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1989-53: Restrictions on Using Contributions for Advocating a Ballot Proposal Position

October 26, 1989

On November 7, 1989, a general election will be held in New York City. Voters will cast ballots both to elect candidates to various municipal offices and to approve or disapprove certain ballot proposals, including amendments to the New York City Charter proposed by the Charter Revision Commission. An advisory opinion has been requested whether the New York City Campaign Finance Act restricts a political committee authorized by a candidate, who is participating in the Campaign Finance Program and seeking election on November 7, from expending contributions for the purpose of advocating the disapproval of a Charter amendment submitted to the electorate that same day.

Candidates participating in the Campaign Finance Program and their authorized committees agree to abide by limits on the amount of contributions they may accept and on the amount of expenditures they make in their election campaigns. They may not accept contributions "for each election in which they seek to be qualified" to receive public funds in excess of specified amounts. Administrative Code §3-703(1) (f). They may not spend more than a specified amount of any contribution received before February 29, 1988, the day the Act became law, for "nomination for election or election." Administrative Code §3-703(1) (g). Funds attributed to contributions exceeding these limits must be deposited in segregated accounts and may not be used in an election in which the candidate has agreed to abide by the limits. Campaign Finance Board Rule 401(a), (c), (d).

Furthermore, expenditure limits apply "in each primary election and in each general election." Administrative Code §3-706(1) (a). The Board has applied the expenditure limits to expenditures "made... for the purpose of promoting or facilitating the nomination or election of the candidate." Campaign Finance Board Rule 105(a).

The question presented is whether any of these provisions restrict the use of "segregated monies," representing contributions exceeding the amount of these limits, for the purpose of urging voters to disapprove a Charter amendment. The Board recognizes that there is a question whether placing restrictions on monies used solely to advocate a position on a proposed Charter amendment would impair the free exercise of the rights of speech and association protected under the First and Fourteenth Amendments of the United States Constitution1. The Board need not address this question, however, because it has concluded that the City Council, in adopting the Act, did not intend to limit contributions used solely for the purpose of advocating a position on a ballot measure.

The Act restricts the acceptance and expenditure of contributions for "an election", which is defined as

any primary, runoff primary or general election for nomination for election, or election, to the office of mayor, president of the city council, comptroller, borough president or member of the city council.

Administrative Code §3-702(10). Referenda elections are not included in this definition.

An expenditure by the candidate's authorized committee advocating a position on a ballot proposal will nonetheless be subject to the restrictions of the Act if it also promotes or facilitates the election of the candidate. Under Campaign Finance Board Rule 102(e), a disbursement is presumed to be made for the next following election in which the candidate seeks nomination or election. The candidate therefore has the burden before the Board of demonstrating that the disbursement was not made to promote or facilitate his or her election, but rather only to promote a position on a ballot proposal.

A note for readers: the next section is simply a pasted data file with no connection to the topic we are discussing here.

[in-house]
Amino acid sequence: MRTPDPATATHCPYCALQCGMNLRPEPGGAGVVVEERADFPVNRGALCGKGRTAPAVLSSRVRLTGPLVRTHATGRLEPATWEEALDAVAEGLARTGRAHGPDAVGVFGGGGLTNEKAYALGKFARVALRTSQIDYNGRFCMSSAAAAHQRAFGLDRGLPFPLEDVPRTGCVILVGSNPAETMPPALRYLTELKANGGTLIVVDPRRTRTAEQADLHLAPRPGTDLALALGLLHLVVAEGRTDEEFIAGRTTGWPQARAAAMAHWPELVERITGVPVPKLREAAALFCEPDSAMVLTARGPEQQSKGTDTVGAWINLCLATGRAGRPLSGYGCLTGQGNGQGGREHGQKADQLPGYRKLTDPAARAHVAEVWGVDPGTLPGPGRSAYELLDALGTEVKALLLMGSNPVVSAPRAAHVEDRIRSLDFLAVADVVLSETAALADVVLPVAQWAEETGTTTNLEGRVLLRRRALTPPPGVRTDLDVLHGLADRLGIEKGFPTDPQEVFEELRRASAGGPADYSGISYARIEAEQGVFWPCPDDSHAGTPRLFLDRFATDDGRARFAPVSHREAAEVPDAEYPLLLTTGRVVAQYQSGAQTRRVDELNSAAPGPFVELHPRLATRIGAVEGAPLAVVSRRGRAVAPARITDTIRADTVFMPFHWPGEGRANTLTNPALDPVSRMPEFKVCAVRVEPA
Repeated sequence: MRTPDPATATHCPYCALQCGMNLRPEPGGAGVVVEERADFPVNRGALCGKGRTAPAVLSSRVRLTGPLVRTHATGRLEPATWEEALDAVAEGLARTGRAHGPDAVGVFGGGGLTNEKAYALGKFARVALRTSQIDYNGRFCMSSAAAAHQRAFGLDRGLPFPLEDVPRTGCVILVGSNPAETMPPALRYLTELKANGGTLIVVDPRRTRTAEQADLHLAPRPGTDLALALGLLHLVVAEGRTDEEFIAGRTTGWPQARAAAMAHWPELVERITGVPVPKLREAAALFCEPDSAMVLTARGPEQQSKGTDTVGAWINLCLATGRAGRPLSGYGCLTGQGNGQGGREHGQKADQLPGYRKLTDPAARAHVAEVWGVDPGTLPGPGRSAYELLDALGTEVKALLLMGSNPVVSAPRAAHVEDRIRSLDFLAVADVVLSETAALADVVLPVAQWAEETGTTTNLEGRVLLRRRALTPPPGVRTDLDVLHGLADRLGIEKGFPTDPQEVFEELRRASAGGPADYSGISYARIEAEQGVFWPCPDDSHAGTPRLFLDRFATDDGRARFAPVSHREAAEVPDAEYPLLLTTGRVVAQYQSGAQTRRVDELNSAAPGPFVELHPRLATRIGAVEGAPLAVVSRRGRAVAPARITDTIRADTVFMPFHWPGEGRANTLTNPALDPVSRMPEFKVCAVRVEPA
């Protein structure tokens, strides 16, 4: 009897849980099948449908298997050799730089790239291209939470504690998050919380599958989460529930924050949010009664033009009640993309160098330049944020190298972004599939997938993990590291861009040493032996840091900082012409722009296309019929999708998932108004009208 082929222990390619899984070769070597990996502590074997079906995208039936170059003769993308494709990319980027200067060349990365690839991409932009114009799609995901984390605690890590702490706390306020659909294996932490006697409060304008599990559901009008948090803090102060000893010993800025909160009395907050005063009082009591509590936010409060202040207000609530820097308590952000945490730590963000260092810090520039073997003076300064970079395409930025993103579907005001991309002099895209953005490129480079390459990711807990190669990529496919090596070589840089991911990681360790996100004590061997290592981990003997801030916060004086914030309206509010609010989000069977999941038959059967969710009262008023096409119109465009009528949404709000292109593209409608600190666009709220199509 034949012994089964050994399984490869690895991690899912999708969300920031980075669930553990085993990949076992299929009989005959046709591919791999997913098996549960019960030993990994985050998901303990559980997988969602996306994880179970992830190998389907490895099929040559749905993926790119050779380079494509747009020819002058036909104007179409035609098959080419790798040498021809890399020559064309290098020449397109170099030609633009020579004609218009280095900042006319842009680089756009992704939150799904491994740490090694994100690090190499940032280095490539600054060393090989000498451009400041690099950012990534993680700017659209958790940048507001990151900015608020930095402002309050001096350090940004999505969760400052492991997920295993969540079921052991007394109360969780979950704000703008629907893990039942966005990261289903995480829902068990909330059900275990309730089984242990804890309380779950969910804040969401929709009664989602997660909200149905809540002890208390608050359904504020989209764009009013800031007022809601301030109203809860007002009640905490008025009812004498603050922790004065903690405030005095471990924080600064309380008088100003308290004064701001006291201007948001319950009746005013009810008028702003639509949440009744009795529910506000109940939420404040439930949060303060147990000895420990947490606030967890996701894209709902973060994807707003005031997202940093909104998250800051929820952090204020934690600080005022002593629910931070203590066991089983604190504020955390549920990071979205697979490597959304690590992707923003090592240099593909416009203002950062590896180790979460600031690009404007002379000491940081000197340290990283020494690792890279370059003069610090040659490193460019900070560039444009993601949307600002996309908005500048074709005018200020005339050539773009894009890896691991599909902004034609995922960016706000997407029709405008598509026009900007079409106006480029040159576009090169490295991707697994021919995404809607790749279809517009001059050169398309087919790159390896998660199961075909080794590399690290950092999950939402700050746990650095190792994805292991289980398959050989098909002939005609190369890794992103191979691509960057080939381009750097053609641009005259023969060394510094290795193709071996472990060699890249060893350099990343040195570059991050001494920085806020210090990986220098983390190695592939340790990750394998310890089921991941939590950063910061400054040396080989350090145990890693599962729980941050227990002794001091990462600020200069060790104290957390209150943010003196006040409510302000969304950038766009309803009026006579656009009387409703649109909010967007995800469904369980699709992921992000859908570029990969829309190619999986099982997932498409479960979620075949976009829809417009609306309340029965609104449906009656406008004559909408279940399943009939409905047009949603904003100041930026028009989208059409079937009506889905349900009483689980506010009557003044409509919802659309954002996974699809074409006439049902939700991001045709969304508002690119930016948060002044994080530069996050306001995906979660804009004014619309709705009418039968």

The Board will presume that the use of segregated monies by a candidate's authorized committee to advocate a position on a ballot proposal is not subject to the restrictions of the Act if expended in the following manner:

1) for material that does not in any way identify the candidate; and

2) for contributions to another political committee advocating a position on a ballot proposal, provided that the material paid for by the committee receiving the contribution does not promote or facilitate the candidate's election.

In other circumstances, the Board will evaluate all relevant facts in determining whether an expenditure to advocate a position on a ballot proposal is nonetheless subject to the provisions of the Act because it also promotes or facilitates the election of a candidate.



1 The United States Supreme Court has upheld the constitutionality of limits imposed on contributions to candidates and their authorized committees for the purpose of limiting the actuality and appearance of corruption resulting from the making and acceptance of large contributions. Buckley v. Valeo, 424 U.S. 1, 26 (1976). These are the very purposes underlying the City Council's determination to adopt contribution limits. See Local Law No. 8 of 1988 §1. On the other hand, the Court has struck down limits on contributions to committees formed to advocate a position on ballot measures. Citizens Against Rent Control/Coalition for Fair Housing v. City of Berkley, 454 U.S. 290 (1981). In that case, the majority opinion found "no significant state or public interest in curtailing debate and discussion of a ballot measure." 454 U.S. at 299. The Court has not, however, addressed the question whether anti-corruption purposes justify the imposition of limits on contributions to committees authorized by candidates or elected officials solely to advocate a position on ballot measures.